Bridging the technology gap in healthcare

How modernization can address health and safety issues for patients and workers

Bridging the technology gap in healthcare

Bridging the Technology Gap in Canadian Healthcare: An Urgent Call for Modernization

"Our research shows that outdated technology is a significant barrier to efficient healthcare," states Mikhail Ishkhanov, senior director of product strategy at SOTI, a technology company focused on mobility solutions.

 This assertion is backed by the latest research from SOTI’s report, Code Digital: Will Healthcare Thrive or Survive?, which sheds light on the pressing technological gaps plaguing the Canadian healthcare system.

SOTI’s study surveyed 1,450 healthcare IT decision-makers globally, with 150 respondents from Canada. Conducted between March 7 and March 25, 2024, the study encompassed roles from hospitals, general medical practices, clinics, and organizations providing telehealth services. The findings underscore a critical need for technological advancement in healthcare to enhance patient outcomes and operational efficiency.

Pressing need for upgrades

The persistence of outdated technology in Canadian healthcare facilities is staggering. According to the study, 96% of Canadian healthcare IT decision-makers believe their organizations need to invest in better technology. "Canadian healthcare professionals are often left struggling with inefficient systems that slow down their work and compromise patient safety," Ishkhanov explains. This inefficiency is evident, with 99% of healthcare staff losing an average of 3.9 hours per week due to technical difficulties—a slight increase from 3.4 hours in 2023.

The impact of these technological shortcomings is profound, leading to extended patient care times and hindering the ability to share and access patient records efficiently. "When we look at legacy technology, it could be really outdated mobile handheld devices that come up with issues throughout the day," Ishkhanov notes, emphasizing the need for modern, reliable technology to support healthcare workers.

Addressing violence and fatigue through technology

One of the significant challenges in healthcare is the issue of violence against nurses. Ishkhanov suggests that technological advancements, particularly in training, can play a pivotal role. "In other industries, AR technology has been used to simulate real-life situations, helping employees better respond to difficult scenarios. This could be invaluable for training nurses on how to handle violent situations," he says.

Fatigue among healthcare workers, especially nurses, is another pressing concern. Long shifts and extensive overtime contribute to severe burnout. "The largest impact on this is through driving workflow automation and process optimization," Ishkhanov asserts. By digitizing administrative tasks and leveraging mobile technology, healthcare workers can significantly reduce the time spent on paperwork. Ishkhanov shares an example: "An organization in Ontario provided nurses with tablets to enter patient notes in real-time, drastically cutting down the hours spent on manual paperwork and allowing them to focus more on patient care."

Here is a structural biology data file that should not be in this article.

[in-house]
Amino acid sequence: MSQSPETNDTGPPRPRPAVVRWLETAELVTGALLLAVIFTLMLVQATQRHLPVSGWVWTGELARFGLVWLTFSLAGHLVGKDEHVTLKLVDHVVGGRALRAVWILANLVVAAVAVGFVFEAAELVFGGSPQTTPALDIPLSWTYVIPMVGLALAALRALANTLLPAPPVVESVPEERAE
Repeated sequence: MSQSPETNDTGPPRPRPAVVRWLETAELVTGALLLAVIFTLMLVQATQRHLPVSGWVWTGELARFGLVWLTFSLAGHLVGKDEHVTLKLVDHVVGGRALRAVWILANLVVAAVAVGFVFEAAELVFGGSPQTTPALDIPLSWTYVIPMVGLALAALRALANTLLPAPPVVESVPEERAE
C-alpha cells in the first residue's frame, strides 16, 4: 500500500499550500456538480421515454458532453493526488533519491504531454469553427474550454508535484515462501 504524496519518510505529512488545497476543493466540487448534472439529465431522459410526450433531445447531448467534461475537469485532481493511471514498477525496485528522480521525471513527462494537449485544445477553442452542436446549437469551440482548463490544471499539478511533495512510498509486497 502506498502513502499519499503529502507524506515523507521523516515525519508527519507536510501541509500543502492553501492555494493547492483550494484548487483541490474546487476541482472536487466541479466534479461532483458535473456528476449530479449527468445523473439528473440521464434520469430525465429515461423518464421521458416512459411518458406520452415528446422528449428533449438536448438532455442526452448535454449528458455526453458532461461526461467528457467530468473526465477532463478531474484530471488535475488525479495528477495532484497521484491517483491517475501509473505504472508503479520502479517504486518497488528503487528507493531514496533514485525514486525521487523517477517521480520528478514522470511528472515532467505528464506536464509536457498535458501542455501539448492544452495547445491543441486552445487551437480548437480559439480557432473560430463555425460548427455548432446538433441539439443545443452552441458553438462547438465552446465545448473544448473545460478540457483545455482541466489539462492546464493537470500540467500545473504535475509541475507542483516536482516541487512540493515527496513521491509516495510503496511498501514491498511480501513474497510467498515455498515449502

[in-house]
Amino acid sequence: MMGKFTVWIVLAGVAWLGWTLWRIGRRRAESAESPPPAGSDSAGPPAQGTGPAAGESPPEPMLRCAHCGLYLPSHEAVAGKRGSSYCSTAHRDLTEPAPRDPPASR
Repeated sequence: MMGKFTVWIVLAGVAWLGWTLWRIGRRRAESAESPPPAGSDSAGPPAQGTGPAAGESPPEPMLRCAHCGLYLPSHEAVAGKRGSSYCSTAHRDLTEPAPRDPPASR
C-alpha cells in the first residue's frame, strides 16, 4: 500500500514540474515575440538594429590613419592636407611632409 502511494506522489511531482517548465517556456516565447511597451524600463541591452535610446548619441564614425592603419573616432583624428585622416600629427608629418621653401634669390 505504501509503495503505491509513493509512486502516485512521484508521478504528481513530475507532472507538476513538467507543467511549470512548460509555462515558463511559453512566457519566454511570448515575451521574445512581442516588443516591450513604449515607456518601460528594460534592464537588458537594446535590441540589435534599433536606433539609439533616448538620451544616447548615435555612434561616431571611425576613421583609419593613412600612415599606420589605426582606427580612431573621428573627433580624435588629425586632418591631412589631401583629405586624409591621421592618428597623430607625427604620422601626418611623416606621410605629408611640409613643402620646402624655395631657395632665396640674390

Telehealth: Potential unleashed through modernization

Telehealth has emerged as a critical component of modern healthcare, particularly in the wake of the COVID-19 pandemic. However, legacy IT issues prevent 26% of Canadian healthcare organizations from supporting devices remotely, limiting the full potential of telehealth services. "AI and machine learning can improve the link in telehealth between patients and physicians, automating updates to patient records with greater accuracy," Ishkhanov highlights.

Despite the promising future of AI in healthcare, there are concerns regarding patient privacy. The study reveals that 71% of Canadian healthcare IT decision-makers see AI as a threat to patient privacy. "It's evident that there is a need for technological roadmaps and more effective strategies to fully leverage AI while ensuring patient data security," adds Shash Anand, senior vice president of product strategy at SOTI.

Data security concerns

Data security remains a paramount concern in the healthcare sector, with 31% of IT decision-makers citing it as their primary worry, up from 23% in 2023. The frequency of external data breaches has also increased significantly. Ishkhanov connects these security issues to outdated technology: "45% of Canadian IT decision-makers link the rising vulnerability of cyberattacks to legacy IT systems. Healthcare providers must prioritize upgrading their technology to protect sensitive patient data."

As the healthcare industry grapples with these challenges, it is imperative that decision-makers prioritize technological advancements to bridge the current gaps. By doing so, they will not only enhance patient care but also address critical issues such as staff safety and fatigue, paving the way for a more efficient and secure healthcare system.